Me and Earl and The Confused Readers of the World

By Clara Oswin Oswald



(Yes, I am aware this “whale” hello gif has already been used on our blog–but  I saw it and I cannot stop laughing!)

Hello Chums! If you haven’t already guessed, today I’m going to dissect Me and Earl and the Dying Girl. What you DON’T know is that I’m also going to talk about The Fault in Our Stars. And then I’m going to compare the two books.  Aren’t I just full of surprises today! Before I begin to trash talk either of the books, I’ll give you some quick plot overviews, complete with bullet points and equations.

The Fault in Our Stars

  • Hazel Grace=Depressed girl with cancer
  • Augustus Waters= Contemplative boy – 1 leg + a cheerful attitude
  • Hazel + Augustus= LOVE
  • Hazel + Augustus + Cancer= The Fault in Our Stars

Me and Earl and the Dying Girl

  • Greg= Chubby insecure boy with a foul mouth
  • Earl= Greg’s black friend with an even fouler mouth
  • Greg + Earl + Filmmaking= Disaster
  • Rachel= Girl with leukemia who dated Greg ‘once upon a time’
  • Greg + Earl + Rachel + Filmmaking + Cancer= Me and Earl and the Dying Girl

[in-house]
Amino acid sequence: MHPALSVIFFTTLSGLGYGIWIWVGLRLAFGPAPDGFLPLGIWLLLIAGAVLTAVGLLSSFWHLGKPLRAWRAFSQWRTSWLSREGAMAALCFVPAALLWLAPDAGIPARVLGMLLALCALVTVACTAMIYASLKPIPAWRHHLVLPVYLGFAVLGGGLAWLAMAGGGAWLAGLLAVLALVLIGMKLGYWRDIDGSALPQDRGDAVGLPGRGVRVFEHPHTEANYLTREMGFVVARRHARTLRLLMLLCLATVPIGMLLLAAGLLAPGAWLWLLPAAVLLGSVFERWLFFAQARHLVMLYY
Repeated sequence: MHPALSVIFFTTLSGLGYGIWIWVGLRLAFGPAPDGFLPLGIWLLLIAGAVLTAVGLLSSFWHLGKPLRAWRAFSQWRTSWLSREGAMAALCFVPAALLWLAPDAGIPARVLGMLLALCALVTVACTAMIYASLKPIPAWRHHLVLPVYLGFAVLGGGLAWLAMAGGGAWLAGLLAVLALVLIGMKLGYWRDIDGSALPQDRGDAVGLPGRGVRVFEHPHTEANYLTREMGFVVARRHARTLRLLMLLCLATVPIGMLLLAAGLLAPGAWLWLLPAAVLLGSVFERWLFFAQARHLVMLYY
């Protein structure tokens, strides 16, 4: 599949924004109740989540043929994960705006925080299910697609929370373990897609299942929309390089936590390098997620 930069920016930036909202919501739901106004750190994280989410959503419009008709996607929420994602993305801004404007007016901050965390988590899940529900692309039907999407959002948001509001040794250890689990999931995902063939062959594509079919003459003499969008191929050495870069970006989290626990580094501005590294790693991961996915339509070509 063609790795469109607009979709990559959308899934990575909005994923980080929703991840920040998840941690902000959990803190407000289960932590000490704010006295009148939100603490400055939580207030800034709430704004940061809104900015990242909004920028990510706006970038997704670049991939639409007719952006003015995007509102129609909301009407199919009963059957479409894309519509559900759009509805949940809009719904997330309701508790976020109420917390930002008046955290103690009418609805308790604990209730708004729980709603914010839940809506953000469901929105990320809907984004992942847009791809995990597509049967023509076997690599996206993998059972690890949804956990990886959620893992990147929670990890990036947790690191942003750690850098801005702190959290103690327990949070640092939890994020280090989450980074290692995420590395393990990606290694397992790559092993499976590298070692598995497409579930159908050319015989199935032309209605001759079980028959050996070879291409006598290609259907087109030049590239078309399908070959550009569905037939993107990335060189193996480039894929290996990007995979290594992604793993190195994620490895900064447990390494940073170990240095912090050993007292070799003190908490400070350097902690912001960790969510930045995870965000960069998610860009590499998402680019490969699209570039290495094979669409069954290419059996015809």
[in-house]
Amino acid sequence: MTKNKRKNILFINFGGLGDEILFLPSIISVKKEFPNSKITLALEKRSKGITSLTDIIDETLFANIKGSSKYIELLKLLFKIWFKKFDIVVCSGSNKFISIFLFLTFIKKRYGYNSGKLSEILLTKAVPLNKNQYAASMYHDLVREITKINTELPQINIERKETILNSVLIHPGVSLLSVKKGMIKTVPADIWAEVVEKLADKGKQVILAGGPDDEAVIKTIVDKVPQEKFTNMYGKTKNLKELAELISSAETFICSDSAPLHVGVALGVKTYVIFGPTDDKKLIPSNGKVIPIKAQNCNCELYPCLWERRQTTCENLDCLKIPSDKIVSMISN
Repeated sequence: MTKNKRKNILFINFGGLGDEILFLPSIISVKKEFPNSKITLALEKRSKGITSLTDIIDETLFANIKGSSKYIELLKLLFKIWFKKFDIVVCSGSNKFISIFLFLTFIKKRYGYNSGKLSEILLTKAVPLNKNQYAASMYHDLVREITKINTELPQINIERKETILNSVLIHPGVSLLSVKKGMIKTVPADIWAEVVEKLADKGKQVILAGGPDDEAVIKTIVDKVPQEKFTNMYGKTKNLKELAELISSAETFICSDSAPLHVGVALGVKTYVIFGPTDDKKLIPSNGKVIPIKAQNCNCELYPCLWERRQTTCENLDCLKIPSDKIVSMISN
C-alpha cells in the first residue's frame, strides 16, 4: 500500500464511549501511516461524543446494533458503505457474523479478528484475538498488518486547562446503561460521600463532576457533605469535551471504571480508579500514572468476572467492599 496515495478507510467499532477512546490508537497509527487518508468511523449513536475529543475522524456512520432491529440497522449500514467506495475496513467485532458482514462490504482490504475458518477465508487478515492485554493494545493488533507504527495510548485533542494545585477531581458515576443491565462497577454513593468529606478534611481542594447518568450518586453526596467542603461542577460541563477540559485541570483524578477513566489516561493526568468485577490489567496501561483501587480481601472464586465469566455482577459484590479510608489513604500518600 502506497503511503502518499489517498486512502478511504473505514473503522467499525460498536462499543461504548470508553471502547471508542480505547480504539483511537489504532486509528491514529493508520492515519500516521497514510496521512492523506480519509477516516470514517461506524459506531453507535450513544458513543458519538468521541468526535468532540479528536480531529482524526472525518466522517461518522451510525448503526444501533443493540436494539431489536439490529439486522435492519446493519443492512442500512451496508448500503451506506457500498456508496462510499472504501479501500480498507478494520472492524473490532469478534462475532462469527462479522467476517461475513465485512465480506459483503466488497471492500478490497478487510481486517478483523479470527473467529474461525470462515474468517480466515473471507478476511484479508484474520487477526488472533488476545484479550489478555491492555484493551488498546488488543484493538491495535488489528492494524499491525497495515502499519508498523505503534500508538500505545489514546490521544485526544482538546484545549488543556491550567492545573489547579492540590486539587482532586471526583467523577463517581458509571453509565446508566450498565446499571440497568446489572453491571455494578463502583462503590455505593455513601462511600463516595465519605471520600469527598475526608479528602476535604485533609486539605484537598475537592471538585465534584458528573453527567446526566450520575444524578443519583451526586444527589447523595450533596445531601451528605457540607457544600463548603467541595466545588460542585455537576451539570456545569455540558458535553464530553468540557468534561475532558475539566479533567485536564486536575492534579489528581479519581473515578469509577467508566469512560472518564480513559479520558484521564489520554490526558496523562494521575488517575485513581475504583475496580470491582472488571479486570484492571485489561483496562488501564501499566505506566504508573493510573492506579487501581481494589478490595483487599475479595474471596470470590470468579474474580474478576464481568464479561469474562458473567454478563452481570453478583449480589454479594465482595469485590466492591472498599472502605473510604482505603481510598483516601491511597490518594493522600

BOOM. Any further questions you have will be cleared up later.


The hard thing about reviewing cancer books is that I know nothing about cancer, so I tried to look at both books from a writer’s perspective. If I were to give both books awards, it’d end up looking like this:

Me and Earl and the Dying Girl wins MOST REALISTIC

The Fault in our Stars wins BETTER BOOK IN GENERAL


I don’t have anything against a book being realistic; however, I read books to escape from the world, not to have the world crammed down my throat in the most hopeless way possible. The ending of Me and Earl and the Dying Girl was MASSIVELY depressing. What bothered me most about the book is that there was no character arc for Greg. I mean, come on—even Earl had a character arc! To turn back to the equations:

Earl1 + the book= Earl2

Greg1 + the book= Greg1

There’s nothing more frustrating than a main character not changing over the course of the book, because it’s super unrealistic. There’s NO WAY that Greg could have gone through all the events in the book without his character ending up even a little different at its end.

The other big turn off for me about Me and Earl and the Dying Girl  was the language. It wasn’t just the occasional cuss word; noooo, every page was all like: @#$&%@!!!!  Sex Joke @#%$#@^@!!!! Sex Joke #$%@ &^$# @$#%!!! Sex Joke $%#!

You get the picture. The language was so bad, I almost stopped reading the book. My final recommendation would be:

“Just watch the movie!”

I NEVER say that, so take it to heart.